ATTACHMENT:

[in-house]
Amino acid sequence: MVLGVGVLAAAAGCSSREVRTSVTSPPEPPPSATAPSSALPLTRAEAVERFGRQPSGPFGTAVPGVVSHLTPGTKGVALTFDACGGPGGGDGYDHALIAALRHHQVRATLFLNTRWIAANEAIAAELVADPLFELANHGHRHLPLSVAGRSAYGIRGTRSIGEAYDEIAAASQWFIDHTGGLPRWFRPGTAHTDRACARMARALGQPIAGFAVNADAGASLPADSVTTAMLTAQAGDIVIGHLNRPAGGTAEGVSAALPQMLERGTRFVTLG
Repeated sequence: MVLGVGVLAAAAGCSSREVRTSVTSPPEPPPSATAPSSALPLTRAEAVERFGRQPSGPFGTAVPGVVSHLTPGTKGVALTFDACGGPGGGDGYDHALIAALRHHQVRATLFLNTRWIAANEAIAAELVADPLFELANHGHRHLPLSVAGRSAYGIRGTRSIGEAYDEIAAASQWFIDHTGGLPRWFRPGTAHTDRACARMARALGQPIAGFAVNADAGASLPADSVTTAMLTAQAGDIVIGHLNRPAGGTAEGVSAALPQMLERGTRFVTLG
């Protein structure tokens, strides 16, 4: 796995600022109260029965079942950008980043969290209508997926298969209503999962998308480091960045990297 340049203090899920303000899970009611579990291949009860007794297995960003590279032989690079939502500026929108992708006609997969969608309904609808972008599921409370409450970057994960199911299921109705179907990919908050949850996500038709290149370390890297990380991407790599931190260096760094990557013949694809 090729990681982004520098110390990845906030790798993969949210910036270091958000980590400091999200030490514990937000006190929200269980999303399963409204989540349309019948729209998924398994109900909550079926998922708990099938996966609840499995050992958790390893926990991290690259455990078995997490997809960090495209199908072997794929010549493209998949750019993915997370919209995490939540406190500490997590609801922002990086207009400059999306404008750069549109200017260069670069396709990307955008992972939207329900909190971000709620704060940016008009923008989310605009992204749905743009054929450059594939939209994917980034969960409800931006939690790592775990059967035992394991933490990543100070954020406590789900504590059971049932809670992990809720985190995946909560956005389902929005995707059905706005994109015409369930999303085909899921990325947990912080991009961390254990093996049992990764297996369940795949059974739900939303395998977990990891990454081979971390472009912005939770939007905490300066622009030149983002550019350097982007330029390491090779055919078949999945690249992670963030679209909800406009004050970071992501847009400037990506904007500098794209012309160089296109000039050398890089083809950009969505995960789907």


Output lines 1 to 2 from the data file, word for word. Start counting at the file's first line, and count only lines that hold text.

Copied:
[in-house]
Amino acid sequence: MVLGVGVLAAAAGCSSREVRTSVTSPPEPPPSATAPSSALPLTRAEAVERFGRQPSGPFGTAVPGVVSHLTPGTKGVALTFDACGGPGGGDGYDHALIAALRHHQVRATLFLNTRWIAANEAIAAELVADPLFELANHGHRHLPLSVAGRSAYGIRGTRSIGEAYDEIAAASQWFIDHTGGLPRWFRPGTAHTDRACARMARALGQPIAGFAVNADAGASLPADSVTTAMLTAQAGDIVIGHLNRPAGGTAEGVSAALPQMLERGTRFVTLG